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religious behavior is an adaptation; the ultimate…cause of religion is that such cooperation has promoted, not just the reproductive success of individuals over one generation…but also the leaving of descendants of those involved over many generations. It is in the effect of kinshiplike behavior that the success of both primitive and modern religions…can be understood” (2008, pp. 4142). As “humans are influenced by the traditions deriving from very distant ancestors,” they offer a measure of “descendantleaving success” (p. 44). They argue that those ancestors who create traditions that positively influence the reproduction of their descendants can get around the dilemma of not having direct influence on relatives several generations removed. Given the relevant constraints, selection should favor an organism that teaches its offspring the necessary institutions to successfully navigate a social environment. This might explain the evolution ofttionradiits behavioral corollary of participating in theand institutions your parents do because it worked for them, but it falls far short of explaining the evolution of religion, crosscultural variation in religious practices and beliefs, religious change, or human interaction with socioecological contexts, as S&P assert. It is true that a trait that encouraged reproductive success over a long chain of descendants would spread in a population, as long as its effect was robust enough to avoid selective elimination at each link along that chain. We caution that viewing selection from such a broad temporal scale has advantages and disadvantages. It would be a mistake to attribute vast functional significance to traits that are selectively neutral or that have become vestigial. Thinking in terms of transgenerational “influence” may be susceptible to our tendency to perceive history rather than natural selection, forces which have neither hindsight nor foresight. As the environment changes, its inhabitants must as well. When can we expect flexibility to be more adaptive than rigidity in adherence to tradition? Here we are also left with little in the way of explanation. S&P offer no evidence that children accept the influence of their parents nonskeptically or that coreligionists who use kinship terms for each other actually behave like kin, both of which are crucial to their argument. In the United States, at least 28% of adults have left the religion in which they were raised and up to 44% have switched 1 religious affiliation, become affiliated, or dropped affiliation altogether . This suggests that children do not even accept their parents’religious claims nonskeptically into their adulthood. Also, as has become painfully apparent in recent years, those who are called “father” sometimes betray this “metaphorical” relationship to behave in the most violative manner (Mercado, Tallon, and Terry, 2008).  S&P fail to bolster their arguments with any real input from disciplines outside of anthropology. Work on the cognitive, psychological, emotional, neurobiological, and evolutionary ecological aspects of religion is flourishing, butSNS noticeably neither is contemporary nor interdisciplinary. Given the recent progress in the field, S&P’s limited engagement with this emerging literature is unfortunate. S&P submit that their approach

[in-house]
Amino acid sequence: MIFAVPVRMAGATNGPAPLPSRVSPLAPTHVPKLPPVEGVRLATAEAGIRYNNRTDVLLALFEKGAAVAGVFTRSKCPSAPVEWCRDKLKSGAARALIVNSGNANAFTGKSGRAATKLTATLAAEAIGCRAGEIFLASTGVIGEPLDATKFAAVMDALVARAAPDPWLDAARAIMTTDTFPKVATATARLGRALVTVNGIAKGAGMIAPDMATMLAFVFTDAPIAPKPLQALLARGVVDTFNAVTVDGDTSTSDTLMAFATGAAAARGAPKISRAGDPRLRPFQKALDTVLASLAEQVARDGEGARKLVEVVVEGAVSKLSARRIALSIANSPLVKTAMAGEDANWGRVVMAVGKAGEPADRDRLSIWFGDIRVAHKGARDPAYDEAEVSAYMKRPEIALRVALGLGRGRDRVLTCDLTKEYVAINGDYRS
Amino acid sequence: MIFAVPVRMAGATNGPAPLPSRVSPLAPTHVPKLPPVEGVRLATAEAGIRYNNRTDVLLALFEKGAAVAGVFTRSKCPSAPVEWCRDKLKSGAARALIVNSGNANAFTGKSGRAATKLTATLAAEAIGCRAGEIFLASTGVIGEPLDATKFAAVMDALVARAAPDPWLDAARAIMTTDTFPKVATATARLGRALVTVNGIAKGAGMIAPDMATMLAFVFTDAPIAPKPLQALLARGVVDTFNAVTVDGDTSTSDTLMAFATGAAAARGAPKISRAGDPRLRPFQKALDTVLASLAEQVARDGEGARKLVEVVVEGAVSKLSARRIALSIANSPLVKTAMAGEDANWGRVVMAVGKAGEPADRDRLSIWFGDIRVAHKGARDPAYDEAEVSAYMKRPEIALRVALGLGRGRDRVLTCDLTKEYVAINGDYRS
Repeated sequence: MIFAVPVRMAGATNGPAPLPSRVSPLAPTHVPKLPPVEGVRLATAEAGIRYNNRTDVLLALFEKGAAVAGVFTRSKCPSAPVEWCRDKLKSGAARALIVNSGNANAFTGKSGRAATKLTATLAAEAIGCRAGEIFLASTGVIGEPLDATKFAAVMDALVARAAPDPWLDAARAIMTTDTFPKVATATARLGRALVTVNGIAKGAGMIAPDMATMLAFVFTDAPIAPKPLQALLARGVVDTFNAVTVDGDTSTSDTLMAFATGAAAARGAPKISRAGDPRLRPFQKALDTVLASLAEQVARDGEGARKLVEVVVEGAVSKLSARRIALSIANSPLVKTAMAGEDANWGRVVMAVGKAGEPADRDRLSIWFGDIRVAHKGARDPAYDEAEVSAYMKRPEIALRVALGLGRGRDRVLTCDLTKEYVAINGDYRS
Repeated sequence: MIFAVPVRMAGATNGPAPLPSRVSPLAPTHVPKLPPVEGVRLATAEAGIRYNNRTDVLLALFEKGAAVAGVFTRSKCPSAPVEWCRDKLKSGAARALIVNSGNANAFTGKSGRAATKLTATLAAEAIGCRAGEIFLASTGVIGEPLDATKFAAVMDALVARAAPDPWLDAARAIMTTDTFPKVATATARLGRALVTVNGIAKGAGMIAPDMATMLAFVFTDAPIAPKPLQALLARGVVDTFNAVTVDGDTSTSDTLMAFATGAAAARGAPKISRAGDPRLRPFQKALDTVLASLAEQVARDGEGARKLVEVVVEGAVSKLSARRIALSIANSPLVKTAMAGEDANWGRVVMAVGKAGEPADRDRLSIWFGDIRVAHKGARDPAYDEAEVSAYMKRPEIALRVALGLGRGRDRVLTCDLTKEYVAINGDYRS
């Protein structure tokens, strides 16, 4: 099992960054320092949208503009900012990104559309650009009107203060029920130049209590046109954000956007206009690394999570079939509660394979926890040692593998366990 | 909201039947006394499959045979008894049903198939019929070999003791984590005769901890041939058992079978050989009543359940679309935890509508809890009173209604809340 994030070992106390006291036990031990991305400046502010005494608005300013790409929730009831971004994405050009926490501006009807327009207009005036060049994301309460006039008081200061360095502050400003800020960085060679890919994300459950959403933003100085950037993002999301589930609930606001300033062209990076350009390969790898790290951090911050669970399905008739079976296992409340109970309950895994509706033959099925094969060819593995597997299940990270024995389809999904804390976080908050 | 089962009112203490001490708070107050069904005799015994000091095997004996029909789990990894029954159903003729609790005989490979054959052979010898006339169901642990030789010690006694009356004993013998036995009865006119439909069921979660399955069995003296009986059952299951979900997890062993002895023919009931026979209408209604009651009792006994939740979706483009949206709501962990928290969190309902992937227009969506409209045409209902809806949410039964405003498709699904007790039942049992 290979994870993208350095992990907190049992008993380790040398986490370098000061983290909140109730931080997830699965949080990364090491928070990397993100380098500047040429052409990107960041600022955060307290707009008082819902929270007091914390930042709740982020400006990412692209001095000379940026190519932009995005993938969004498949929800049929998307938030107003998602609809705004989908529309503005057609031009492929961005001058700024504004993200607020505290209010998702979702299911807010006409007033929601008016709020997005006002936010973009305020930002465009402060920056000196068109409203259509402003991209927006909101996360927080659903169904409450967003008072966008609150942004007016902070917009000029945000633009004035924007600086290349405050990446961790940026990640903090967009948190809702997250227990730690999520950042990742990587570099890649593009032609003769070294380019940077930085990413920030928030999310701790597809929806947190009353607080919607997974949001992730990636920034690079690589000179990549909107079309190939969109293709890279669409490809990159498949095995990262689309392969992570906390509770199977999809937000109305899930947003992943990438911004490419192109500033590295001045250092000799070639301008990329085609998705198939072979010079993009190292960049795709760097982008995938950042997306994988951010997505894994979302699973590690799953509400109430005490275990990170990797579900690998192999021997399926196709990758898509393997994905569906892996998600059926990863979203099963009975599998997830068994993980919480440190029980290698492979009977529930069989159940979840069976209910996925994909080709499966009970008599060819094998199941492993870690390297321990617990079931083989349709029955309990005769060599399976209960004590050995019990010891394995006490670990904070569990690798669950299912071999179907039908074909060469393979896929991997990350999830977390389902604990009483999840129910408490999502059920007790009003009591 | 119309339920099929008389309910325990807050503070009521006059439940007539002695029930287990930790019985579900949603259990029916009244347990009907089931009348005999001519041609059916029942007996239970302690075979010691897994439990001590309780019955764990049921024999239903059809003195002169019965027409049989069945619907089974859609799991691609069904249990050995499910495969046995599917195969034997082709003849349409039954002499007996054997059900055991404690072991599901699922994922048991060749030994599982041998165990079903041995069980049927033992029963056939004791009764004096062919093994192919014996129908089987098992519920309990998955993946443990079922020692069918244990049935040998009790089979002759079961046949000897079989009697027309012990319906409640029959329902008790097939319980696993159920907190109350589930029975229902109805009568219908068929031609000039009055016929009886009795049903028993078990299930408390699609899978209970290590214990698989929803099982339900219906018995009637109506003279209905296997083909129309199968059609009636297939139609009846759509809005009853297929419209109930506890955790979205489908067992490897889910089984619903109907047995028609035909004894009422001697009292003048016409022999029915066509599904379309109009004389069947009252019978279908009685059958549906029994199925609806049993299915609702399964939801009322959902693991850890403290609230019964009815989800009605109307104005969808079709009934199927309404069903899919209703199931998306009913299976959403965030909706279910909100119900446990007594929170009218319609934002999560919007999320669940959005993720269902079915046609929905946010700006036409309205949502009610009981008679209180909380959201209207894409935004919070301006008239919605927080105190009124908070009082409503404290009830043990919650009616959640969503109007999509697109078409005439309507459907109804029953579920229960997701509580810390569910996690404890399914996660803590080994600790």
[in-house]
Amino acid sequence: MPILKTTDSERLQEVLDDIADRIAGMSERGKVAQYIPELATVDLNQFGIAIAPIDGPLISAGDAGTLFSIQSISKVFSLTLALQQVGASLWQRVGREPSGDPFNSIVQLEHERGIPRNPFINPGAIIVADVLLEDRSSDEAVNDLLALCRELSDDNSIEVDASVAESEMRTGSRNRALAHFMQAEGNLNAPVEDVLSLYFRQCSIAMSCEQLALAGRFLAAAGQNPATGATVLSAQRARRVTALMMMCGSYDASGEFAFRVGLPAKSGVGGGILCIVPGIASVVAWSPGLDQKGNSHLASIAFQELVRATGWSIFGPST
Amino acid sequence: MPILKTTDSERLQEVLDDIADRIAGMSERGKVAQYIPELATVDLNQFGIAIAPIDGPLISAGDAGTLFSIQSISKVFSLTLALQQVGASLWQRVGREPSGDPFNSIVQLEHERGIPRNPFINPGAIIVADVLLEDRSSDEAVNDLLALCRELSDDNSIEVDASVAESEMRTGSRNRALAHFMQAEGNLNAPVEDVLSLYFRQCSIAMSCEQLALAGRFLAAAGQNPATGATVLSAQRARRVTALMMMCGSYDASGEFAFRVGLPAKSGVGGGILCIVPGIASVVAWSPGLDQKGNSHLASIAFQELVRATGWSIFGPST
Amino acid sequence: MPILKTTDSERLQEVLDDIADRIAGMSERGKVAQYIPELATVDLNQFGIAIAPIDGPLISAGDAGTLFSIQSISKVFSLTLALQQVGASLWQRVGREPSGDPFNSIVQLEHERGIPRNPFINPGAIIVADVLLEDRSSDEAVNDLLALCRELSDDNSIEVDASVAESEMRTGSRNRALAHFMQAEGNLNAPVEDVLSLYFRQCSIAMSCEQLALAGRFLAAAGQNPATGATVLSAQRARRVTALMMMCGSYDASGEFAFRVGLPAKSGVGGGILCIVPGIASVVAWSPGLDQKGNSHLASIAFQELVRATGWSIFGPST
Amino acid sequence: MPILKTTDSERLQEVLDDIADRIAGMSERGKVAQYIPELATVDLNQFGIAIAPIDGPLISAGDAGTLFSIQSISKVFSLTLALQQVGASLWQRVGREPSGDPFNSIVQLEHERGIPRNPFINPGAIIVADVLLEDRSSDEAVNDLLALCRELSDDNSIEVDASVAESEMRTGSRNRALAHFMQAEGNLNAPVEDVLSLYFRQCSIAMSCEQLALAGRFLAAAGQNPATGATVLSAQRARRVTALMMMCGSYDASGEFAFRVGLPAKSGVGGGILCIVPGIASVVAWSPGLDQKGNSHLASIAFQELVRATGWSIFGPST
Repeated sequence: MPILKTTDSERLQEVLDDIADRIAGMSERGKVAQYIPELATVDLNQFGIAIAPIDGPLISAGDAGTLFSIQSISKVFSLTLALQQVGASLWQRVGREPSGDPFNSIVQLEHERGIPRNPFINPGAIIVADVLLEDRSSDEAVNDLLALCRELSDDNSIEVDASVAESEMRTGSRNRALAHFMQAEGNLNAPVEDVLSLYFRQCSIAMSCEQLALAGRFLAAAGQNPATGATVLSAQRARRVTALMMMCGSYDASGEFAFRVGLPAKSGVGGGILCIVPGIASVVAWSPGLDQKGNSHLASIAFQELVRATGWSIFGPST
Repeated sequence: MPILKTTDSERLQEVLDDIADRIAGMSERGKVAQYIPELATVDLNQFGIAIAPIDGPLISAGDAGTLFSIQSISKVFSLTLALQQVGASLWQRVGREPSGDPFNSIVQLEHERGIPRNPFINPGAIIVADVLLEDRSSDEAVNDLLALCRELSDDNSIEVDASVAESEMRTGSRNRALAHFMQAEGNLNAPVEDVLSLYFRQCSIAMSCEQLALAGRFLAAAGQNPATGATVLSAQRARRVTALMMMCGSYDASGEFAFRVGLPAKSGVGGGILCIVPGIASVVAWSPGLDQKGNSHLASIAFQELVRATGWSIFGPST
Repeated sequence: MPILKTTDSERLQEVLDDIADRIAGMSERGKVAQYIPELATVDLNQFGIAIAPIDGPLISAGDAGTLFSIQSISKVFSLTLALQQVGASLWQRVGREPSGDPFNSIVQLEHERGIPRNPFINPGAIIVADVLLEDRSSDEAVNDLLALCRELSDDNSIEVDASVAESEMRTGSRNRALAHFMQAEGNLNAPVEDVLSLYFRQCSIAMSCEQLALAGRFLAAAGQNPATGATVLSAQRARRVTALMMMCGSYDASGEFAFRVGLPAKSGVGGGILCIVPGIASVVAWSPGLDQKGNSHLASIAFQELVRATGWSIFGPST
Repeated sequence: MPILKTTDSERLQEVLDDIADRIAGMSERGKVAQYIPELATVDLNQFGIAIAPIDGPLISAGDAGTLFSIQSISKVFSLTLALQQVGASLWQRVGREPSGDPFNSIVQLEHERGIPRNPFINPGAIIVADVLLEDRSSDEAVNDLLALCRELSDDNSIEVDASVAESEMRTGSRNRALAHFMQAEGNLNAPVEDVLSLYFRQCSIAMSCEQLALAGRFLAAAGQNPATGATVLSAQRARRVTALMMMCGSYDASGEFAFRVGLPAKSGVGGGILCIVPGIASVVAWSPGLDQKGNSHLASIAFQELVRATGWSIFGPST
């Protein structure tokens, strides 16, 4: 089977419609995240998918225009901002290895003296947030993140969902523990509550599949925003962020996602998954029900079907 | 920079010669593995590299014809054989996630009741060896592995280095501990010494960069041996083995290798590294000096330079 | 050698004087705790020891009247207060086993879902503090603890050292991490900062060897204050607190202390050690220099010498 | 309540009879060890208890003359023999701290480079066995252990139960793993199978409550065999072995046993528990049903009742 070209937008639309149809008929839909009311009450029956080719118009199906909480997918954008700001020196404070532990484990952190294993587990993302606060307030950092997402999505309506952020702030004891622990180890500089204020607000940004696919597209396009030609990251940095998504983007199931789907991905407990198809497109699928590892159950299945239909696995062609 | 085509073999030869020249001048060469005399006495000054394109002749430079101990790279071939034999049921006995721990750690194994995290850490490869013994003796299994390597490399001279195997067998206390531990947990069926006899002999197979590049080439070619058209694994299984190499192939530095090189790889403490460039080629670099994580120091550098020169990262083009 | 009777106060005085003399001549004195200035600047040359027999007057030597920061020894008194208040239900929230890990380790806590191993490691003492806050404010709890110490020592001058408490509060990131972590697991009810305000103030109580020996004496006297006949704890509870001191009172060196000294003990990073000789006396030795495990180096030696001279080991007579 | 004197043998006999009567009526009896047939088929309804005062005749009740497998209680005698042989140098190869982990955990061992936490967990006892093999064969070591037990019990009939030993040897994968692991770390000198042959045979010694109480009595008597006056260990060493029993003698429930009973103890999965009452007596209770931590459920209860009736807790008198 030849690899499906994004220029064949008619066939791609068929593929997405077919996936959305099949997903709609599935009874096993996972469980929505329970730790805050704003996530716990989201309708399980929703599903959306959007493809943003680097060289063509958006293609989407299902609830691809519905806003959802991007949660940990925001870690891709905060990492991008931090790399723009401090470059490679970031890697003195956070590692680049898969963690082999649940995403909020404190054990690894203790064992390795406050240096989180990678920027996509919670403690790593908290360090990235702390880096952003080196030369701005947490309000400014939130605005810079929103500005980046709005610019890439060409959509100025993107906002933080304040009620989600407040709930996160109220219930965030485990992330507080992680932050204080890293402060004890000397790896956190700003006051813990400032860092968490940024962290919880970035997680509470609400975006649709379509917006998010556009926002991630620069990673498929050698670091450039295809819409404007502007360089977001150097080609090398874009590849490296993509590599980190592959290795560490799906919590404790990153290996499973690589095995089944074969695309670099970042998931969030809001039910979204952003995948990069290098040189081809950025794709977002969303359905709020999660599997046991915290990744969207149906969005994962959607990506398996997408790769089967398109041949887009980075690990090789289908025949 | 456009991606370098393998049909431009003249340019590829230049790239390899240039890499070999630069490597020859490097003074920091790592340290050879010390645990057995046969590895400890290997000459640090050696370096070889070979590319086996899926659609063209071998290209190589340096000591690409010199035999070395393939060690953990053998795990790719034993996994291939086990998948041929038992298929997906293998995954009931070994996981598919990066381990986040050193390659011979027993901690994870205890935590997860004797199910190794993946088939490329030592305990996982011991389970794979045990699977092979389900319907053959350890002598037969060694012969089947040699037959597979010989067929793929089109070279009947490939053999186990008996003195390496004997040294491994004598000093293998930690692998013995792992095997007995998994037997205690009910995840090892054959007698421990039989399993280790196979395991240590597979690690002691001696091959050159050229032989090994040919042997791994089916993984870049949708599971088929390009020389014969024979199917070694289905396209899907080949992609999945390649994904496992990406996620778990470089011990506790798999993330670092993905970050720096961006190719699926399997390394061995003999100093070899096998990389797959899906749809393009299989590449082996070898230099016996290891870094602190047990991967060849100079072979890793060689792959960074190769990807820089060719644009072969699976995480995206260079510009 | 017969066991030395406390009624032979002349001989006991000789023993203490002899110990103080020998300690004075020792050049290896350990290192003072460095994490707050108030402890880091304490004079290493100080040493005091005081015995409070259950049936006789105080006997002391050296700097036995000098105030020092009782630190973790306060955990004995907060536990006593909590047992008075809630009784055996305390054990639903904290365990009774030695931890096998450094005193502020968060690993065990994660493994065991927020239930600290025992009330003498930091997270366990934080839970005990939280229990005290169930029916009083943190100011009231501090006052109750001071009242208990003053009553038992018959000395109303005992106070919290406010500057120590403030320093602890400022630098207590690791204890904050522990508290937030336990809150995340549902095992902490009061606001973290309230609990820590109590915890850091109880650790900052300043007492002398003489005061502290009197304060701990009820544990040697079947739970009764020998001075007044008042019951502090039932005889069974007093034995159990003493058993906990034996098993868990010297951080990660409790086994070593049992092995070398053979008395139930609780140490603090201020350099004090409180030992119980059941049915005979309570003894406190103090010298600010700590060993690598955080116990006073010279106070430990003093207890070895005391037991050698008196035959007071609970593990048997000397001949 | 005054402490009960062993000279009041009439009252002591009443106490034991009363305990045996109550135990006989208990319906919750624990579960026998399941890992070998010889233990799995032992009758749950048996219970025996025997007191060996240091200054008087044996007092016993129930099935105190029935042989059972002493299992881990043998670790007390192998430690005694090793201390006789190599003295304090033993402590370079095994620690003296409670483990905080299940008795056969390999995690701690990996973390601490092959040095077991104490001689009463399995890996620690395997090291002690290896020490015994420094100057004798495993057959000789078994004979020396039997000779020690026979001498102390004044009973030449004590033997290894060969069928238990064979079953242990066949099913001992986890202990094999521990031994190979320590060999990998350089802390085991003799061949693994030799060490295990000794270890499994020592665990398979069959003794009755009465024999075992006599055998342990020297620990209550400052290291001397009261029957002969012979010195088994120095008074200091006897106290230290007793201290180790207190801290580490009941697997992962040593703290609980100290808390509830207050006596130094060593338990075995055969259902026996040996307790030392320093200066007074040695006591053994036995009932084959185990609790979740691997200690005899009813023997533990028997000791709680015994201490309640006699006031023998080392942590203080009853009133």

1 Pew Forum on Religion and Public Life. (2008). U.S. Religious Landscape Survey. Pew Research Center.